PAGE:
There seems to be a number of small holes in some of the timber panelling in my home and I'm now concerned that there may be some sort of insect infestation in the house. How can I be sure?
unfortunately it is the case that a number of insects, mainly beetles, look on the timber in houses as a likely food source with some particular types capable of causing fairly substantial damage. But on the brighter side just because there is evidence of wood boring insects does not necessarily mean that remedial treatment is necessary. It is important to identify first whether the infestation is active and then what type of insect is squatting in your home.
By examining the infected area, you can usually identify whether the insect infestation is active. If the holes have sharp rather than round edges and the dust surrounding the holes is the colour of freshly cut timber then you can safely assume some activity. If you're still not convinced then you should observe the area for changes for a period of time.
Once you have established their existence, the type of insect needs to be identified in order to assess whether treatment is necessary.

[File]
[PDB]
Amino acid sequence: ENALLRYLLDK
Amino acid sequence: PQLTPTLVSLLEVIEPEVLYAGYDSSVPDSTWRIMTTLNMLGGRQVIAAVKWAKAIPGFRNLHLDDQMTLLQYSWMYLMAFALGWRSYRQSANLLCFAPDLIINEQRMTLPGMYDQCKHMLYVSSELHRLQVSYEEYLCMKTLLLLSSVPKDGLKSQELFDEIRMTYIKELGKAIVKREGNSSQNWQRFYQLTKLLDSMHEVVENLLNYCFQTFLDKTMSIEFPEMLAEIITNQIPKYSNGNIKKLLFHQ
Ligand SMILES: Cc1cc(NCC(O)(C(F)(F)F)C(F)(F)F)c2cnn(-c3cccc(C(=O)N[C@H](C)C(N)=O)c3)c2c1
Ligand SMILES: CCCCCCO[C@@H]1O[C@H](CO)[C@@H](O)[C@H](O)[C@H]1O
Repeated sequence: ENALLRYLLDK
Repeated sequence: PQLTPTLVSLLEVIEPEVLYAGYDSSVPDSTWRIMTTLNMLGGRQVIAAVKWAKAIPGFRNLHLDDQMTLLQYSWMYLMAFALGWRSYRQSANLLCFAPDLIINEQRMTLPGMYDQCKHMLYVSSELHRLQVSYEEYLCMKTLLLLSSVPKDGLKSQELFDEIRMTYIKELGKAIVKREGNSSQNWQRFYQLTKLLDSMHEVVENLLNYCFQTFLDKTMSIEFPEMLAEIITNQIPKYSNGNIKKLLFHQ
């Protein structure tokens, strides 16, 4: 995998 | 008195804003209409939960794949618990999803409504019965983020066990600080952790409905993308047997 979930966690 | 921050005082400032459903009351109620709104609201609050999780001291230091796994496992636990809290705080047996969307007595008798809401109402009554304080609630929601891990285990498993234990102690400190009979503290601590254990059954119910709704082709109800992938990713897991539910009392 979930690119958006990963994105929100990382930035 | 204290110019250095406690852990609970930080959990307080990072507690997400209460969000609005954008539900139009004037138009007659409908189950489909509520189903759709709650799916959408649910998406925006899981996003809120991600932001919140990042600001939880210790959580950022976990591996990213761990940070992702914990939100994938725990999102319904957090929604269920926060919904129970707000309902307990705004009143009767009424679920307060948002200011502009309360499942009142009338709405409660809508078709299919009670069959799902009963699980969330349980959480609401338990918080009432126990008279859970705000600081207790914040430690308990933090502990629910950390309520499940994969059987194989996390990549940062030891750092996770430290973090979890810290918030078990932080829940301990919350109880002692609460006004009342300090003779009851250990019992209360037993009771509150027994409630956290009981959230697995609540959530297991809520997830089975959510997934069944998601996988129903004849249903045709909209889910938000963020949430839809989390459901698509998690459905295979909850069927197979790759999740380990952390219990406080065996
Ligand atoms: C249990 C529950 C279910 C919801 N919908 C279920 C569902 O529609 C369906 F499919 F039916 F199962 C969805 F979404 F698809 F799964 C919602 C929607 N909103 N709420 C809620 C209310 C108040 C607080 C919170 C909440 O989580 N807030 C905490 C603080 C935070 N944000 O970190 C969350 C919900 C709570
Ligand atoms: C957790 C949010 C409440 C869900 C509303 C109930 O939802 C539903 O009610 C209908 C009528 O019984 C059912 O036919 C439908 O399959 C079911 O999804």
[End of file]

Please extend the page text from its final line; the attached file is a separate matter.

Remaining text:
Primary treatment is necessary where the insects are a primary source of serious damage and they attack sound wood. Some of these insect types can cause structural damage and with these a structural survey may be necessary. Examples of this type include the deathwatch beetle which mainly attacks oak causing 3mm circular holes and cream coloured dust. However this particular type of beetle isn't very common in Ireland.
Primary treatment is also need for the common furniture beetle which causes holes of 1-2mm in diameter with cream coloured gritty dust.
Secondary Treatment is necessary only where the source of dampness needs to be removed for treatment. Some insects feed only on damp wood rotted by fungi, so by removing the dampness, your insect infestation will be history. Examples of this type of insect include wood boring weevils and stag beetles.
No treatment is needed when the timber has been damaged by insects which attack green or partially dry timber. The insects will have usually been killed during the drying process and no remedial treatment is usually necessary.